“Bees are the single most important pollinators of flowering plants worldwide,” the co-investigators wrote in their abstract. “Over 85% of the 325,000 flowering plant species on earth depend on animals for pollination, and the vast majority of pollination is carried out by bees.

Annually, bees are estimated to contribute $15 billion to US crop production and $170 billion to global crop production. High-value bee-pollinated crops include apple and other early spring tree fruits, strawberries, blueberries, cherries, cranberries, squash and pumpkins, tomatoes, almonds, and many others. The economic viability of US agricultural production is dependent on stable and healthy wild and domesticated bee populations.”

“However, bee populations are threatened by a variety of factors, including habitat loss, pathogen spillover, invasive plants and animals, and pesticide use, which can disrupt the normal microbial symbionts essential for bee larval development (the ‘brood cell’ microbiome),” they pointed out in their abstract.

“This research project focuses on understanding what role microbes play in the larval nutrition in a wide variety of bee species. Previous research has documented a diverse community of bacteria and yeasts in the pollen and nectar diet of bees. As larvae consume these pollen/nectar provisions they are ingesting microbes, and our preliminary results indicate that these microbes form an essential component of the larval diet.

This project has the potential to significantly modify how we view the 120 million-year-old partnership between bees and flowering plants, and will provide essential information for developing long-term bee conservation efforts. Project outreach efforts include educational activities on solitary bees for K-12 students and interactive demonstrations of bee-microbe-flower interactions for broad audiences.

The co-principal investigators said that the project will use cutting-edge methods to (1) document the microbial diversity in flowers and pollen provisions, (2) determine the nutritional role of microbes in larval development and health, and (3) understand how alterations in microbial community impact larval development.

To document microbial diversity in both host-plant flowers and pollen provisions, the research team will use amplicon sequencing and microbial metagenomics. These methods will document the microbial species present in pollen provisions as well as the metabolic activities these microbes perform during pollen maturation. Screening the pollen and nectar of host-plant species will provide key insights into the source of the brood cell microbiome. To determine the nutritional role of the microbial community the research team will use two methods from trophic ecology: compound specific isotope analysis and neutral lipid fatty acid analysis. These analyses will permit the research team to track the origin (floral or microbial) of amino acids and fatty acids in the larval diet of 15 focal bee species.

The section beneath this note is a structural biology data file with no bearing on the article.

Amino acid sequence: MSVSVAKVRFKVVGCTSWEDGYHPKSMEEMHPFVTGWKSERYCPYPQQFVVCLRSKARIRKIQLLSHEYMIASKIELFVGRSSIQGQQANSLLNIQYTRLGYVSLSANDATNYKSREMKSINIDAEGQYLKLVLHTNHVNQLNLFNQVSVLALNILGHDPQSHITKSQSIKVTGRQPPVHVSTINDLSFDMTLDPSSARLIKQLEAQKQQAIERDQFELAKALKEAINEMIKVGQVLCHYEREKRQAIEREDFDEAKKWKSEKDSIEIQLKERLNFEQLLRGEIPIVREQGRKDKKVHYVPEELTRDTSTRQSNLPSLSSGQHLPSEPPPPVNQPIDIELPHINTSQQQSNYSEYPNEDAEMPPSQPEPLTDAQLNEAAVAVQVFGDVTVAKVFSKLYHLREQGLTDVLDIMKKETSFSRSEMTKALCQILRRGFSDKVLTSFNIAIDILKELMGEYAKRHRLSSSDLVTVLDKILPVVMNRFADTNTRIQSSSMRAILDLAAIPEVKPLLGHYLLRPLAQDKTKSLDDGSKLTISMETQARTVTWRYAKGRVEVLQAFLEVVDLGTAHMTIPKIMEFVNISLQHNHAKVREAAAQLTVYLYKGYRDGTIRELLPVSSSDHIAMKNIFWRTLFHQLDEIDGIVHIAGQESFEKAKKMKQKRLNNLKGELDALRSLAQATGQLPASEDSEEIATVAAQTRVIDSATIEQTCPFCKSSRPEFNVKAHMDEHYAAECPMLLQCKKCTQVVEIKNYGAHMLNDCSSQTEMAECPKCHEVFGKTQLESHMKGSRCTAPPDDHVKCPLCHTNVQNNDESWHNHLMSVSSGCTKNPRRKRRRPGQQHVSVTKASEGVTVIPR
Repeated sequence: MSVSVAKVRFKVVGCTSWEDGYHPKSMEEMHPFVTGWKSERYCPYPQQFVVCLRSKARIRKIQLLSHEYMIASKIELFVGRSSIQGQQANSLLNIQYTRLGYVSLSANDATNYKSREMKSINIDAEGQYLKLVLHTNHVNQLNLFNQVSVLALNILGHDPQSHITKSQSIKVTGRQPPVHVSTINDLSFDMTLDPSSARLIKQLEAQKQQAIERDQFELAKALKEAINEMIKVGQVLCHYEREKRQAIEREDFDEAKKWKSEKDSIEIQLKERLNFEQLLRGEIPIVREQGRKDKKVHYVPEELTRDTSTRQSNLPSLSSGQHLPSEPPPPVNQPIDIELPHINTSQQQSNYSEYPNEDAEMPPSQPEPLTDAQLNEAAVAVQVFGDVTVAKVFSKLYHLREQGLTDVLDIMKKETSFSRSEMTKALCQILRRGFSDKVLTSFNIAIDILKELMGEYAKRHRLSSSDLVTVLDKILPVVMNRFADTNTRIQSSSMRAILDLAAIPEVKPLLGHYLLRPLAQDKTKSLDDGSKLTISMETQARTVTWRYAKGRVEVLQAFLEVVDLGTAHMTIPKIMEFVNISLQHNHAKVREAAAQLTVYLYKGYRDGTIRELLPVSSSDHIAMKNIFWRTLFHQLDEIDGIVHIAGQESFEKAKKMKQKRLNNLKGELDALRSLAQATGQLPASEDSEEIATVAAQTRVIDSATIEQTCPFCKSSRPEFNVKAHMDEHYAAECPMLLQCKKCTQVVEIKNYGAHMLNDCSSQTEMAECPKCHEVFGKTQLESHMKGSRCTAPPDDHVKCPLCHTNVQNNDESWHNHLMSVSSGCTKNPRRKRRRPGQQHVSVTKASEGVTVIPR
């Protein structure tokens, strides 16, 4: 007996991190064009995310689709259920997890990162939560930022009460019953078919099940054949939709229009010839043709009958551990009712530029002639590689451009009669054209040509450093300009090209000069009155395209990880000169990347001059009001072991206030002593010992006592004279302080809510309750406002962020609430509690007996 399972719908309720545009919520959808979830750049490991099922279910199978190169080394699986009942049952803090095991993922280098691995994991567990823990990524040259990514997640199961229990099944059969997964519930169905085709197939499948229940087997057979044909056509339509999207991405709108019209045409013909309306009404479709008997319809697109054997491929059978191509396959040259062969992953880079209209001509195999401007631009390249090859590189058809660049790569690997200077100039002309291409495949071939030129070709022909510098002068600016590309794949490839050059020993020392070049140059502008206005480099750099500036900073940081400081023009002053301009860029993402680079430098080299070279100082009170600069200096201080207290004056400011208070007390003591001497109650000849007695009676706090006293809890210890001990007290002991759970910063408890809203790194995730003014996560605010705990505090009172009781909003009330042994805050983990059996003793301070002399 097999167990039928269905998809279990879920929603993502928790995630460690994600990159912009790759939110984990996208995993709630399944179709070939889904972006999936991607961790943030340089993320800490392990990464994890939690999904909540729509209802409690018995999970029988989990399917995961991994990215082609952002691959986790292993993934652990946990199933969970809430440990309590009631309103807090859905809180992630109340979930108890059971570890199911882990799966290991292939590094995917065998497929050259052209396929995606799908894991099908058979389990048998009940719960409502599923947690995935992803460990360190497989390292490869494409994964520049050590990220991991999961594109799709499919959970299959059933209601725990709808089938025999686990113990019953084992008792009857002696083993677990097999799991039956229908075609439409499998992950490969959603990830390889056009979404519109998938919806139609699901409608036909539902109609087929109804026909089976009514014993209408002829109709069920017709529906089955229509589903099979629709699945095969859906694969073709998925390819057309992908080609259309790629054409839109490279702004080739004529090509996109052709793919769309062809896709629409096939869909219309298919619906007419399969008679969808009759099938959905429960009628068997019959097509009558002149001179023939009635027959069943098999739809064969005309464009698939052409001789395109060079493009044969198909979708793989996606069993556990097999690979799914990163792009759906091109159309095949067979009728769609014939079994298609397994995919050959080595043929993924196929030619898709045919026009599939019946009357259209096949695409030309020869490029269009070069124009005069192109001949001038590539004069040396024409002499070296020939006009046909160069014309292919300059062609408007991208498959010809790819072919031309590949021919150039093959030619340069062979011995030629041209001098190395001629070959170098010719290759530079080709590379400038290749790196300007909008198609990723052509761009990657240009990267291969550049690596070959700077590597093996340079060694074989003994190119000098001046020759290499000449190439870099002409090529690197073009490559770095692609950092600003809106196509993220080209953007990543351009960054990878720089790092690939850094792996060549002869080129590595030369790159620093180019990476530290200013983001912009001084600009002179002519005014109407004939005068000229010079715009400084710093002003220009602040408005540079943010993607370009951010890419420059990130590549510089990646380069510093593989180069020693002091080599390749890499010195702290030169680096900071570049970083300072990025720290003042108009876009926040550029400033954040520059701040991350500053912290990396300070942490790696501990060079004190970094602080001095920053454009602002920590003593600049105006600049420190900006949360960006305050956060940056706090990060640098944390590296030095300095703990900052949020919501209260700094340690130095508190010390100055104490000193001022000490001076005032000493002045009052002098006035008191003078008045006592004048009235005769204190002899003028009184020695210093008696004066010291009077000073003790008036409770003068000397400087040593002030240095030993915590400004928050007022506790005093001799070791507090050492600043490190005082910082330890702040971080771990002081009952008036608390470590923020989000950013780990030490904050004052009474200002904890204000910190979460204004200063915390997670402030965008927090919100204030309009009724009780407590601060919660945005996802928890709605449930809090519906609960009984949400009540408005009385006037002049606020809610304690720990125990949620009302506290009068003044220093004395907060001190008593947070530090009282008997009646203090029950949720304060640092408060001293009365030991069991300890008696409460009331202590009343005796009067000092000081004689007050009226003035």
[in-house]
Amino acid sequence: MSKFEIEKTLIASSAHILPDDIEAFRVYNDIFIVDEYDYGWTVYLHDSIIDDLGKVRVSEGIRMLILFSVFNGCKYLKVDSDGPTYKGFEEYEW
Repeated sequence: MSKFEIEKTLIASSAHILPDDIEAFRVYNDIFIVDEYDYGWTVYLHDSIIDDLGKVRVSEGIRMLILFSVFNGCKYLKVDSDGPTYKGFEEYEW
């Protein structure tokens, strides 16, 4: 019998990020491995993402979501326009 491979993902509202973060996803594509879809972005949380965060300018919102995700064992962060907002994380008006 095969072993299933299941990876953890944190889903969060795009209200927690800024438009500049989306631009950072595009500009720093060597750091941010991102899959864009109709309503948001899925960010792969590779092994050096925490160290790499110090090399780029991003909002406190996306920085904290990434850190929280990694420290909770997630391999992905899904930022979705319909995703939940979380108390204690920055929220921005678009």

Finally, through manipulative laboratory experiments, the research team will determine how modifications of the microbial communities impact larval development. They hope by combining the results of these studies, the researchers will provide a comprehensive understanding of how bees and flowering plants interact via their shared microbial partners.

The collaborative project is funded jointly by the Systematics and Biodiversity Sciences Cluster (Division of Environmental Biology) and the Symbiosis, Defense and Self-recognition Program (Division of Integrative Organismal Systems).

Vannette, a Hellman Fellow, joined the UC Davis Department of Entomology and Nematology in 2015 after serving as a postdoctoral fellow at Stanford University’s biology department. As a Gordon and Betty Moore Foundation Postdoctoral Fellow from 2011 to 2015, she examined the role of nectar chemistry in community assembly of yeasts and plant-pollinator interactions.

A native of Hudsonville, Mich., Vannette received her doctorate in ecology and evolutionary biology from the University of Michigan, in 2011. Her dissertation was entitled “Whose Phenotype Is It Anyway? The Complex Role of Species Interactions and Resource Availability in Determining the Expression of Plant Defense Phenotype and Community Consequences.”

Boost Biomes Working on Disease Resistance

Researching the New Frontier

By Jessica Theisman, Associate Editor

California Ag Today recently spoke with Robert McBride of Boost Biomes. McBride explained his vision for the company.

“It’s the new frontier; It has not been researched that much,” he said.

He told us that the company is working on getting the correct microbes into the soil to enhance plants’ productivity.

“I would say the key thing that we think about in terms of getting the right microbes into the soil is that microbes are kind of like a plant’s second genome,” McBride said.

Genomes have the ability to impact the plant’s phenotype, along with the way the plants grow in different temperatures and soil salinity levels.